Scientists detect microplastics even in clouds

Scientists detect microplastics even in clouds

It turns out that microplastics are all around us, in food, water and even in the air. Now, scientists have found their existence in clouds as well, arguing that they can influence their formation and local climates around the world.

In the research published in the journal Environmental Chemistry Letters, Japanese scientists climbed Mount Fuji and Mount Oyama to collect water samples from the mist that covers the peaks, and then applied advanced imaging techniques to the samples to determine their physical and chemical properties. .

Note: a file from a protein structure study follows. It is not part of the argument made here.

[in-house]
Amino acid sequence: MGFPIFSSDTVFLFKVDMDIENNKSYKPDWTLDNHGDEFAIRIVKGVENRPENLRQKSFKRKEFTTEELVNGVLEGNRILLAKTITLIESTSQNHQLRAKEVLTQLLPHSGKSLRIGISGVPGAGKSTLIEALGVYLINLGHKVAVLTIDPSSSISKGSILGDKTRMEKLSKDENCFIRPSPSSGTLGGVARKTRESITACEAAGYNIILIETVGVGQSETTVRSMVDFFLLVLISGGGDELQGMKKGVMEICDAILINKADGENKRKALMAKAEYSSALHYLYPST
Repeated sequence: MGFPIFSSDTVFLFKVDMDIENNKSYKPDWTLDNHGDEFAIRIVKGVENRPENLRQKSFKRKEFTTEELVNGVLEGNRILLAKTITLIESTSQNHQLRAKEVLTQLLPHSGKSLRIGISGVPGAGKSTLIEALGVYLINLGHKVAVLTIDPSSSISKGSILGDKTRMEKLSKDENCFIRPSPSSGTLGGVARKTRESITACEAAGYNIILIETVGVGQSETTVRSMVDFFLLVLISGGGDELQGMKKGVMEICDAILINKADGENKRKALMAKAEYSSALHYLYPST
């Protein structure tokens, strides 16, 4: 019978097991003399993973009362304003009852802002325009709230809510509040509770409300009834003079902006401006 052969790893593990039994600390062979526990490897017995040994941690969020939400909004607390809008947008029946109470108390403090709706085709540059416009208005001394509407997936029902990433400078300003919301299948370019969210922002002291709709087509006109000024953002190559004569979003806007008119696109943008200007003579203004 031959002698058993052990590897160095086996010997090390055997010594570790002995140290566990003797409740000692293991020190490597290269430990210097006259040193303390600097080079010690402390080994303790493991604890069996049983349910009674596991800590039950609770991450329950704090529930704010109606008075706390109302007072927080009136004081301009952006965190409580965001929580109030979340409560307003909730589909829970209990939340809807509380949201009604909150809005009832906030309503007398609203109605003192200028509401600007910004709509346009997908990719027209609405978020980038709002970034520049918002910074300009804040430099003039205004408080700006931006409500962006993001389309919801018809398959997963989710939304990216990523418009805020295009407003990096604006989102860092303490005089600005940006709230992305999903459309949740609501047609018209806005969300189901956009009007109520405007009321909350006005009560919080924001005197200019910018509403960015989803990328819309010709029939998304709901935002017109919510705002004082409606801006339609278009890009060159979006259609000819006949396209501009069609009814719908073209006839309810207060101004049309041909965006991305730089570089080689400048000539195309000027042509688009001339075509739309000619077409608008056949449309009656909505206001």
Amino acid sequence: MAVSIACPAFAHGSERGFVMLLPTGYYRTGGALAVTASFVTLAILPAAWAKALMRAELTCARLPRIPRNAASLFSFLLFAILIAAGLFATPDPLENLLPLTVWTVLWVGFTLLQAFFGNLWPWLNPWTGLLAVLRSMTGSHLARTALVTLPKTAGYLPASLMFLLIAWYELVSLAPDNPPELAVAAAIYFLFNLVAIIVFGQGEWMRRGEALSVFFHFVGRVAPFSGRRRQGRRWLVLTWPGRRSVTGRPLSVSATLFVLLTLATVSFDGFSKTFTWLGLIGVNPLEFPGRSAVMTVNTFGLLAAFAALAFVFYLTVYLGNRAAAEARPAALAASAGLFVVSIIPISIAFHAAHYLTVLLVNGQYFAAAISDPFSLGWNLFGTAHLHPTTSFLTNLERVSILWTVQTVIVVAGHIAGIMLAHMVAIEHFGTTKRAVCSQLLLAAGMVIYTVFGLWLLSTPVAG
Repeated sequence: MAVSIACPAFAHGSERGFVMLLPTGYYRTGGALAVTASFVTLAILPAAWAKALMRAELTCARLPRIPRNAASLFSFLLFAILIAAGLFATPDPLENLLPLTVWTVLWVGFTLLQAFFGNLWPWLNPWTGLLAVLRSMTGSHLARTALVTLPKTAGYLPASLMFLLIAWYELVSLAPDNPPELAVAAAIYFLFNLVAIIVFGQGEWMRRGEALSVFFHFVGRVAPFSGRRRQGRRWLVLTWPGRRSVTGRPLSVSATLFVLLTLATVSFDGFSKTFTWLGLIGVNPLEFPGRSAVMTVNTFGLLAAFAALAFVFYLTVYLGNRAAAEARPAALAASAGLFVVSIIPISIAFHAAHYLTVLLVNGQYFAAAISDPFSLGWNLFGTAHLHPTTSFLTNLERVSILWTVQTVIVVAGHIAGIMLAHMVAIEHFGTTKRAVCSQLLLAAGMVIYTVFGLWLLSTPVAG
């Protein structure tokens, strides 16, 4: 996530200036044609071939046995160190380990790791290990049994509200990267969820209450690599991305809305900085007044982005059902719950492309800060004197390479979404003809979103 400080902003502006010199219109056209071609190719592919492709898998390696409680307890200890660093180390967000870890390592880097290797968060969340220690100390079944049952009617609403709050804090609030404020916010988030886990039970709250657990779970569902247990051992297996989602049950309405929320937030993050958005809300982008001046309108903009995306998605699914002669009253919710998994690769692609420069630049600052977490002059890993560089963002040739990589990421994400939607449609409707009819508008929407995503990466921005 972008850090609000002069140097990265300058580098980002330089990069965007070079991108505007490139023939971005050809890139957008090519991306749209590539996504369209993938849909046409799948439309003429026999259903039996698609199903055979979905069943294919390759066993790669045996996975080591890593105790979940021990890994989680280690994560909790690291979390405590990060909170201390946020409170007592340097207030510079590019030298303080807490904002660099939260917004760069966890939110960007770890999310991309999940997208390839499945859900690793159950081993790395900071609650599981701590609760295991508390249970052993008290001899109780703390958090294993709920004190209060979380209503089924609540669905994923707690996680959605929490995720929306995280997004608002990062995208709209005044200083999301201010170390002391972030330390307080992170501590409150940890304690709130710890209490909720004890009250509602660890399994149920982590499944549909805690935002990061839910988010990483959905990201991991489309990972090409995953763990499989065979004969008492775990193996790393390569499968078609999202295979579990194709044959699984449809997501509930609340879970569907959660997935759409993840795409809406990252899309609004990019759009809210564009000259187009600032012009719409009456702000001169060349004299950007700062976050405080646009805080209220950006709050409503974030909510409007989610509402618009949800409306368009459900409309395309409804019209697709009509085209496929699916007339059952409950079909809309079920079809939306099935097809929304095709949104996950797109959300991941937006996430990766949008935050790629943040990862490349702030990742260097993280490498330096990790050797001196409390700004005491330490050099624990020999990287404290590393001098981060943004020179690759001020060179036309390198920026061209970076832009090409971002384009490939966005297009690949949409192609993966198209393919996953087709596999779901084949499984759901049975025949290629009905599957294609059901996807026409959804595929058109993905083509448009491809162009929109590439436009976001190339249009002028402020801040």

The research team identified nine different types of polymers and one type of rubber in the airborne microplastics, which ranged in size from 7.1 to 94.6 micrometers.

Each liter of water tested contained between 6.7 and 13.9 pieces of plastic.

"If 'plastic air pollution' is not addressed, climate change and ecological hazards may become a reality, causing irreversible and serious environmental damage in the future," warns research leader Hiroshi Okochi of Waseda University.

When microplastics reach the upper atmosphere and are exposed to ultraviolet radiation from sunlight, they degrade, contributing to greenhouse gases, Okochi said.

The term microplastic refers to any plastic particle that is smaller than 5 millimeters. They come from industrial wastewater, textiles, synthetic car tires, personal care products and other sources and have already been detected in fish guts, Arctic ice and the snow of the Pyrenees between France and Spain.